Getting connected with others can also reduce your heart numbers. In a 19-year study by the University of Pittsburgh School of Medicine, women who reported feeling lonely most of the time had a 76 per cent increased risk of heart disease. This is because loneliness, like stress, may trigger inflammatory and hormonal changes that promote cardiovascular disease.
Get moving. Want to reduce your heart age even further? Well, if you’re a couch potato, you need to get moving! Find an activity you enjoy, find someone to do it with, set yourself a goal and make it part of your day. Mix it up and do things that will keep you motivated and enjoying the benefits. If walking isn’t your thing, try something else. Learn to play tennis, take up kayaking or go bike riding with the kids or a friend.
According to the World Health Organization, doing more than 150 minutes of moderate activity or 60 minutes of vigorous activity each week reduces your risk of coronary heart disease by about 30 per cent. This is because exercise reduces cholesterol levels, lessens the tendency of the blood to clot and also helps lower blood pressure, says Assoc Prof Tofler.
Another great way to lower your heart age is to watch what you eat, according to countless studies. Researchers in the United States at Brigham and Women’s Hospital (BWH), a teaching affiliate of Harvard Medical School, conducted a study in which participants were taught to identify, select, and prepare healthy foods. Both men and women in the trial lowered their subsequent risk of cardiovascular disease by 25 per cent more than 10 years after the trial ended.
There have been some claims in recent years about the benefits of red wine, coffee and chocolate on heart health. However, according to National Director of Healthy Weight at the heart foundation, Susan Anderson, “Coffee, chocolate and red wine are OK as part of a balanced diet, but if you are consuming them thinking you’re reducing your risk of heart disease, then think again.” There is also a popular myth that if you aren’t overweight you’re not at risk of heart disease. A surprising truth is that people who are overweight but physically active have a lower risk of heart disease than those who are sedentary. This is because of physiological mechanisms of exercise that could be related to the effect of the blood fats that circulate in the body, says Assoc Prof Noakes.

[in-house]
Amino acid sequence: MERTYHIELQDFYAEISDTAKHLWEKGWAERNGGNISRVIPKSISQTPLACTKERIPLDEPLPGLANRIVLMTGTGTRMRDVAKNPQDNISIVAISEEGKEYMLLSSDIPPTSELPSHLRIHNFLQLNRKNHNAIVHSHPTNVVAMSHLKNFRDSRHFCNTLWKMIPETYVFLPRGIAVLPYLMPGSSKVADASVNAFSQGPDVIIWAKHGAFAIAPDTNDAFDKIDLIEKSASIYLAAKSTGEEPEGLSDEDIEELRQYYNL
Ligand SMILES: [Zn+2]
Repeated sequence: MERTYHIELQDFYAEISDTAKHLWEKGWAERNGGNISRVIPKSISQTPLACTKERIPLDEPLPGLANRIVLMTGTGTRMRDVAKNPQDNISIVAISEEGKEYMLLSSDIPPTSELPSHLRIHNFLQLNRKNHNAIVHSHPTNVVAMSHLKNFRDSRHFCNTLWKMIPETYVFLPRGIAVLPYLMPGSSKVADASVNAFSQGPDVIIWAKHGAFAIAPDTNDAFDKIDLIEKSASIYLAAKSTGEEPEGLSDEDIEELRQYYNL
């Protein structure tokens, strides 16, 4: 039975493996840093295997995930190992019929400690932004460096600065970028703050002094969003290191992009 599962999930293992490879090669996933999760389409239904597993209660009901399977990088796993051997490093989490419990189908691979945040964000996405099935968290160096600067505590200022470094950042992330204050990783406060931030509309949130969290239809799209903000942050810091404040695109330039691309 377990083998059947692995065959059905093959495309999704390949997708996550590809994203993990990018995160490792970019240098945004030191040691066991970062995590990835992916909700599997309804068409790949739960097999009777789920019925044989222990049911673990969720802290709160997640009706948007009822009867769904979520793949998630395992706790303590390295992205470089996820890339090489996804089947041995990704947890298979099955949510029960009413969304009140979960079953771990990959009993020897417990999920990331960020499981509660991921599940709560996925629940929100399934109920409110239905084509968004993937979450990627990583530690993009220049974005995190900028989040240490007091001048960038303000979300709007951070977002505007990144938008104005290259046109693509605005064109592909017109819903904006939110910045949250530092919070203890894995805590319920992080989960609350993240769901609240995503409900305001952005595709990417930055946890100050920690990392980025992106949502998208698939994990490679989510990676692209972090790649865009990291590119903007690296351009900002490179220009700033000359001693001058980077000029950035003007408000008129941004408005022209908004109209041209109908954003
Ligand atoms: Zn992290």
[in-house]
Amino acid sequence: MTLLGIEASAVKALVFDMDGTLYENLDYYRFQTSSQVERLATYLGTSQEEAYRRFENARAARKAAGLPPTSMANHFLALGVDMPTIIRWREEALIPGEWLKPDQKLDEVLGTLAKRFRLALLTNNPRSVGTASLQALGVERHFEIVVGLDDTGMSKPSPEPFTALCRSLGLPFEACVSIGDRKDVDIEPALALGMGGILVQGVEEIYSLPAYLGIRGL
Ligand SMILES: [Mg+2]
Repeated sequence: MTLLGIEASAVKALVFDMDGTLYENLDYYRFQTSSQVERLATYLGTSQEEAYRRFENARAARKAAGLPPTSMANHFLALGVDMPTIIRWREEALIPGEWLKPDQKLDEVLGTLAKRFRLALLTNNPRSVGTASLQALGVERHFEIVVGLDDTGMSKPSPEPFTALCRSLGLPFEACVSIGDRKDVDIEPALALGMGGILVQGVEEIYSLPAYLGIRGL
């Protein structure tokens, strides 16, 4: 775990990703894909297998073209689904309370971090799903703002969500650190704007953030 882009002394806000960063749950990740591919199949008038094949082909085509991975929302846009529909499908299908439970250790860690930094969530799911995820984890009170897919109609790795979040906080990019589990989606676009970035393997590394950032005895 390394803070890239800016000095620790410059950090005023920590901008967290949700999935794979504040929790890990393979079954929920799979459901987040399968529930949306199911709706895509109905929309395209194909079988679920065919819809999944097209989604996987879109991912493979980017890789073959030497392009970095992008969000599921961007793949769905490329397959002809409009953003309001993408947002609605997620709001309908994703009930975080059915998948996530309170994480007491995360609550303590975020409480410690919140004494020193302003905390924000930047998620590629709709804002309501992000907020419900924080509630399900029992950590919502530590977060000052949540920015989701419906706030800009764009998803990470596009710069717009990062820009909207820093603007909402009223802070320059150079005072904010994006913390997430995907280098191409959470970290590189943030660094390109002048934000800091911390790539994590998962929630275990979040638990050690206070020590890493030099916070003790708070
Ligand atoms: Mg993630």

“There are blood fats such as LDL cholesterol (bad fats) that increase the build-up on the artery walls, and there are blood fats called HDL cholesterol (good fats) that remove some of that build-up,” she explains. “Exercise increases HDL cholesterol, so it may be beneficial.”
When’s the last time you laughed out loud? Laugher raises your endorphins, is a great stress buster and, according to new research, can also promote a healthy heart. Cardiologists at the University of Maryland Medical Center discovered laughter protects the heart. It relieves mental stress, which is associated with impairment of the endothelium, the protective barrier lining blood vessels. This may cause a series of inflammatory reactions that lead to fat and cholesterol build-up in the coronary arteries and ultimately to a heart attack.
Did you know that brushing your pearly whites is also good for your heart? Poor oral hygiene can lead to a 70 per cent increased risk of heart disease, according to a 2010 Scottish study published in the British Medical Journal. The study analysed data from 11,000 participants. It’s thought that lack of brushing can lead to constant low-level gum infections, which researchers think could cause inflammation in the body and play a part in causing heart disease.